02-07syntaxDirectedTranslation

02-07syntaxDirectedTranslation - 1 CSE 450: Compilers K....

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Unformatted text preview: 1 CSE 450: Compilers K. Stirewalt Parsing and syntax analysis Part 7: Syntax-directed translation Topics: symbols and actions in yacc syntax-directed definitions of computations synthesized and inherited attributes S-attributed and L-attributed SDDs Readings: Read Section 5.1 and 5.2 in Dragon Book CSE 450: Compilers K. Stirewalt Topics covered thus far Conceptual architecture of a compiler Lexical analysis Syntax analysis Context free grammars and derivations Predictive parsing Bottom-up parsing Grammar design CSE 450: Compilers K. Stirewalt Syntax-directed translation Method of language translation accomplished by attaching rules or program fragments to productions in a grammar Based on two concepts: Associate data attributes (or values) with symbols in a grammar Augment grammar productions with program fragments Fragments executed when a production is used Combined execution of fragments, in order induced by the parse, effects a translation of the program being compiled CSE 450: Compilers K. Stirewalt Examples Generating intermediate code: Values are sequences of intermediate code Program fragments generate sequences for composite language constructs by combining sequences generated for the parts Evaluating an expression: Values are integers that represent the result of evaluating the expression Program fragments perform the evaluation recursively, as dictated by the major arithmetic operator in a production CSE 450: Compilers K. Stirewalt Symbol values in yacc Every symbol in a yacc parser has a value gives additional information about the symbol e.g., if symbol is a terminal that represents a numeric literal, the value might be the numeric value of the literal when it was scanned Values may be referenced and defined inside actions in a yacc grammar E.g., A: X Y Z { $$ = f($1, $2, $3); } Here, $$ refers to the value of the symbol A It is computed in terms of the values of symbols X ($1), Y ($2), and Z ($3). CSE 450: Compilers K. Stirewalt Example %token LITERAL %left + - %left * %nonassoc UMINUS %% expr: expr + expr | expr - expr | expr * expr | - expr %prec UMINUS | ( expr ) | LITERAL; %% Suppose we wish for our parser to evaluate the expression while its parsing Need to: associate a value with the LITERAL tokens associate a value with expression non-terminals combine these values when reducing productions 2 CSE 450: Compilers K. Stirewalt Example %token <v> LITERAL %left + - %left * %nonassoc UMINUS %% expr: expr + expr | expr - expr | expr * expr | - expr %prec UMINUS | ( expr )...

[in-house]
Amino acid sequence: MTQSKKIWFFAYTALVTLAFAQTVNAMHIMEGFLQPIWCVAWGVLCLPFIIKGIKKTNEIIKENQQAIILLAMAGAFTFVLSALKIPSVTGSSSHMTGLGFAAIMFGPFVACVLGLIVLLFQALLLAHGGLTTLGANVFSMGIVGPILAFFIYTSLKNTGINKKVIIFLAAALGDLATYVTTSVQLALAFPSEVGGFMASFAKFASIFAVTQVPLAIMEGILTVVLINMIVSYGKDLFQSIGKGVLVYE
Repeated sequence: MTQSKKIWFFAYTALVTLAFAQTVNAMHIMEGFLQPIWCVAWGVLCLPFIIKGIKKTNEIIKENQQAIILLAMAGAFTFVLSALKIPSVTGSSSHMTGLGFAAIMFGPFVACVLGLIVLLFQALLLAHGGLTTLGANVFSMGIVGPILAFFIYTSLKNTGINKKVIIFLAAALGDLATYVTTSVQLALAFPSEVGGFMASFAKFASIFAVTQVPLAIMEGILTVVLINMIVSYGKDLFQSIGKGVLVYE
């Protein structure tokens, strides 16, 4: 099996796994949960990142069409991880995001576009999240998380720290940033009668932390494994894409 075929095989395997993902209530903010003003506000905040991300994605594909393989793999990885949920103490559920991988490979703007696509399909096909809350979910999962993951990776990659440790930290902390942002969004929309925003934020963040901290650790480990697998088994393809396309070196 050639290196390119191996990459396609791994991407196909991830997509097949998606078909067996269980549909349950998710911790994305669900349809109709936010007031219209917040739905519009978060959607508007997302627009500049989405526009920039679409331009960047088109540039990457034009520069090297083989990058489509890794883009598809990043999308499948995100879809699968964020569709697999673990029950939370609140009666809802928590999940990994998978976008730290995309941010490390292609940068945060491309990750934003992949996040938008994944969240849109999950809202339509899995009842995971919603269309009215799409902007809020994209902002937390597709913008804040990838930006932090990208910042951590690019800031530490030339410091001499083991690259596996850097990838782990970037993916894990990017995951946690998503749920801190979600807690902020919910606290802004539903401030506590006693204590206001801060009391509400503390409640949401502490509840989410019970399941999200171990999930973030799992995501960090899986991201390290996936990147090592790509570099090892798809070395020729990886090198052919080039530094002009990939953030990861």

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This note was uploaded on 07/25/2008 for the course CSE 450 taught by Professor Stirewalt during the Spring '08 term at Michigan State University.

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02-07syntaxDirectedTranslation - 1 CSE 450: Compilers K....

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